Buhay na pananampalataya tungo sa bayang mapayapa

 (*A Living faith  for a peaceful country)

*Alleluia! Alleluia! “Ang Panginoon ay aking awit at kalakasan, at siya’y naging aking kaligtasan. Ang tunog ng masayang sigawan at kaligtasan ay nasa tolda ng matuwid, Ang kanang kamay ng Panginoon ay parangalan, ang kanang kamay ng Panginoon ay gumagawa ng may katapangan! Hindi ako mamamatay, kundi mabubuhay, at ang mga gawa ng Panginoon ay isasalaysay. Pinarusahan akong mabuti ng Panginoon; ngunit hindi nya ako ibinigay sa kamatayan! Alleluia, Alleluia, Alleluia!” Amen. Salmo 118:14-18

One of my favourite Easter hymns goes this way: “It is right and good, always and everywhere, with our whole heart and mind and voice, to praise you, the invisible almighty and eternal God, and your only begotten Son Jesus Christ our Lord; for he is the true Paschal Lamb, who at the Feast of the Passover paid for us the debt of Adam’s sin and by his blood delivered your faithful people.” (Exultet)

Through the years, Christians all over the world observed this greatest of all Christian festivals. This awesome and stupendous event that took place more than two thousand years ago is the high point of the Christian observance, the sole justification for Christian freedom because Jesus finally put “wickedness into flight, washed away sin, restored innocence to the fallen, joy to those who mourn, cast out pride and hatred and brought peace and concord.” So year in and year out we rejoice and observe the feast of the resurrection with all the excitement and with renewed hope. Yet, it would seem that what we see and experience tend to be so dismal contrary to the spirit of the resurrection and we end up wondering where is the magnificent vision of the resurrection.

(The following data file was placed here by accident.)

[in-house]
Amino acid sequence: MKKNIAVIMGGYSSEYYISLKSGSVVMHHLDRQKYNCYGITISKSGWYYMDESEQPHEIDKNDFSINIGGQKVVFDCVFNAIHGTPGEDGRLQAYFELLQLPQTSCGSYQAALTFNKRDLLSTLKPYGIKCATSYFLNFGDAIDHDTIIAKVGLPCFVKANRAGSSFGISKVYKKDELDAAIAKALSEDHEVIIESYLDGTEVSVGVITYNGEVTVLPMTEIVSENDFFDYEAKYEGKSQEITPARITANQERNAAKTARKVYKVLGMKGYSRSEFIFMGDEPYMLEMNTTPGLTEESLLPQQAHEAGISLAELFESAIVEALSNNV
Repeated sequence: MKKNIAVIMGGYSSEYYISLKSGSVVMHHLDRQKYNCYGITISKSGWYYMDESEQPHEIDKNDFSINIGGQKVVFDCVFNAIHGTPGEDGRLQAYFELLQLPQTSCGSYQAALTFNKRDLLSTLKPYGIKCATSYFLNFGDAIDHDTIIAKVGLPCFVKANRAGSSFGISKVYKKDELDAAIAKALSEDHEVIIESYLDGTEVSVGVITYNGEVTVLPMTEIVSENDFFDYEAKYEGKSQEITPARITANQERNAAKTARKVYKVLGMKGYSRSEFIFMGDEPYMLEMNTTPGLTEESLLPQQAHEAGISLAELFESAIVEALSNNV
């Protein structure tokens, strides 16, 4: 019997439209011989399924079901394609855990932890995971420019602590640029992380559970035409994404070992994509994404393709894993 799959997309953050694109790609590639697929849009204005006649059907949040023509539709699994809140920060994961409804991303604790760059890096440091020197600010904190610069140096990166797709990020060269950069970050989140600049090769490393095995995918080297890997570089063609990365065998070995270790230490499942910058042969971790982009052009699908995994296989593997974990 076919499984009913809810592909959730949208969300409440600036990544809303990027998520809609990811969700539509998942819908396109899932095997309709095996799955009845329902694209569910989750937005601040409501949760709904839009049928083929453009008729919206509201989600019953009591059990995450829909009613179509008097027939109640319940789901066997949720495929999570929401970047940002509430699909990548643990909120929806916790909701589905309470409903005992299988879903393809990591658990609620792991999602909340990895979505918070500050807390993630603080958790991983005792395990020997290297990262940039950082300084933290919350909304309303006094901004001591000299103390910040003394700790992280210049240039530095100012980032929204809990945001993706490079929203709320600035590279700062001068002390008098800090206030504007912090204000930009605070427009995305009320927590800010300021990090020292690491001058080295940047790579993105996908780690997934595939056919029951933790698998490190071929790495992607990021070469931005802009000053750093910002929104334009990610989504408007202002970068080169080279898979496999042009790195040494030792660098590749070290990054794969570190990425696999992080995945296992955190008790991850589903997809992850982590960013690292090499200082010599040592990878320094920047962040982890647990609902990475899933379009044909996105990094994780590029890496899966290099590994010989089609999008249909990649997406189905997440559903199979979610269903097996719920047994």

1. The resurrection event does not only belong to the past or the future. It also belongs to the present.

If the resurrection belongs to the past, then what we are merely celebrating is that it took place at all. We cannot fully relate to it because it belongs to another time and place. It ceases to grip us, to control us – our actions and our wills. If on the other hand, it belongs to the future as most of us understand it (our creed speaks of the resurrection of the body), it is simply something that we look forward to in hope and with the thought that God will be merciful to forgive us if we confess our sins.
Yet, the resurrection is all about Jesus being alive after dying for the redemption of the world, and of creation that comes alive as consequence of the resurrection. Faith is alive because Jesus is alive?

For many years we would wonder why. Like the Psalmist of old we ask: “What is man, that thou art mindful of him, and the son of man that thou dost care for him? Yet thou hast made him little less than God, and dost crown him with glory and honor?” (Ano ang tao upang siya’y iyong alalahanin? At ang anak ng tao upang iyong kalingain? Gayunpama’y ginawa mo siyang mababa nang kaunti, kaysa Diyos, at pinatungan mo siya ng kaluwalhatian at karangalan. (Salmo 8:4-5)

John provides the answer through the verse every Christian ought to know by heart – John 3:16 – “For God so loved the world that he gave his only begotten Son, that whoever believes in him should not perish but have everlasting life.”

The Resurrection is a past event, a vision and a current experience. It is both an event and a call to action. Paul offers us a perspective that makes sense of the resurrection in the conduct of our daily lives. He did not only say his preaching was useless if Christ was not raised from the dead. (1 Cor. 15:12-18) He also said for the future “Do you not know that all of us who have been baptized into Christ Jesus were baptized into his death? We were buried therefore with him by baptism into death, so that as Christ was raised from the dead by the glory of the Father, we too might walk in newness of life.” (Romans 6:3-4)